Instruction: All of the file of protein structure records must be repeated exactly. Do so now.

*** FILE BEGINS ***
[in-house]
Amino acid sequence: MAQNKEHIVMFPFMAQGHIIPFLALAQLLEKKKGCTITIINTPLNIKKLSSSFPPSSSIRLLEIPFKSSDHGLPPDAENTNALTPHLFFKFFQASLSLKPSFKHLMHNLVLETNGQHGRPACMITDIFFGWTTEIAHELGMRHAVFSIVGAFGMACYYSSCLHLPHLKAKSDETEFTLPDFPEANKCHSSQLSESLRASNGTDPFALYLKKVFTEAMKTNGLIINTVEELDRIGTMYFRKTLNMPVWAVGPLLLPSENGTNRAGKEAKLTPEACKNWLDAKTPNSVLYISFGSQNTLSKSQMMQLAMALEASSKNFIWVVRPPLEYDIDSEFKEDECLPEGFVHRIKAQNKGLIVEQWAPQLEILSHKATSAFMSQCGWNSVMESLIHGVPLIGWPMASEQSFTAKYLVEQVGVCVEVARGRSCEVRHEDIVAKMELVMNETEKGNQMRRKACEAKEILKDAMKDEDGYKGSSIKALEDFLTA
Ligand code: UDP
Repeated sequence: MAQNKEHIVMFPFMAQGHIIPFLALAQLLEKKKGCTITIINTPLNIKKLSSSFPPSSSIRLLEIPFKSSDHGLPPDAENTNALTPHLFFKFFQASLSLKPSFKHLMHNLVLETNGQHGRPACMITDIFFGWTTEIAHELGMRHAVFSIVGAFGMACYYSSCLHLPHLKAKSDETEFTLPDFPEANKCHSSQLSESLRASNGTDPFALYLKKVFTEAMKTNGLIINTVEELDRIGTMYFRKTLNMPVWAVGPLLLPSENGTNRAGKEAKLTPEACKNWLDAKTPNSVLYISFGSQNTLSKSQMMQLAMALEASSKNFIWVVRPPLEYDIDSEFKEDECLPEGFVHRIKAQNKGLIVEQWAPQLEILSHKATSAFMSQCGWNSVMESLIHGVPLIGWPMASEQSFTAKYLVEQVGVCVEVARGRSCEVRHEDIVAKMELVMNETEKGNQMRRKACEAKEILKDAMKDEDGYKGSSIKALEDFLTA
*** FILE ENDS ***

[in-house]
Amino acid sequence: MAQNKEHIVMFPFMAQGHIIPFLALAQLLEKKKGCTITIINTPLNIKKLSSSFPPSSSIRLLEIPFKSSDHGLPPDAENTNALTPHLFFKFFQASLSLKPSFKHLMHNLVLETNGQHGRPACMITDIFFGWTTEIAHELGMRHAVFSIVGAFGMACYYSSCLHLPHLKAKSDETEFTLPDFPEANKCHSSQLSESLRASNGTDPFALYLKKVFTEAMKTNGLIINTVEELDRIGTMYFRKTLNMPVWAVGPLLLPSENGTNRAGKEAKLTPEACKNWLDAKTPNSVLYISFGSQNTLSKSQMMQLAMALEASSKNFIWVVRPPLEYDIDSEFKEDECLPEGFVHRIKAQNKGLIVEQWAPQLEILSHKATSAFMSQCGWNSVMESLIHGVPLIGWPMASEQSFTAKYLVEQVGVCVEVARGRSCEVRHEDIVAKMELVMNETEKGNQMRRKACEAKEILKDAMKDEDGYKGSSIKALEDFLTA
Ligand code: UDP
Repeated sequence: MAQNKEHIVMFPFMAQGHIIPFLALAQLLEKKKGCTITIINTPLNIKKLSSSFPPSSSIRLLEIPFKSSDHGLPPDAENTNALTPHLFFKFFQASLSLKPSFKHLMHNLVLETNGQHGRPACMITDIFFGWTTEIAHELGMRHAVFSIVGAFGMACYYSSCLHLPHLKAKSDETEFTLPDFPEANKCHSSQLSESLRASNGTDPFALYLKKVFTEAMKTNGLIINTVEELDRIGTMYFRKTLNMPVWAVGPLLLPSENGTNRAGKEAKLTPEACKNWLDAKTPNSVLYISFGSQNTLSKSQMMQLAMALEASSKNFIWVVRPPLEYDIDSEFKEDECLPEGFVHRIKAQNKGLIVEQWAPQLEILSHKATSAFMSQCGWNSVMESLIHGVPLIGWPMASEQSFTAKYLVEQVGVCVEVARGRSCEVRHEDIVAKMELVMNETEKGNQMRRKACEAKEILKDAMKDEDGYKGSSIKALEDFLTA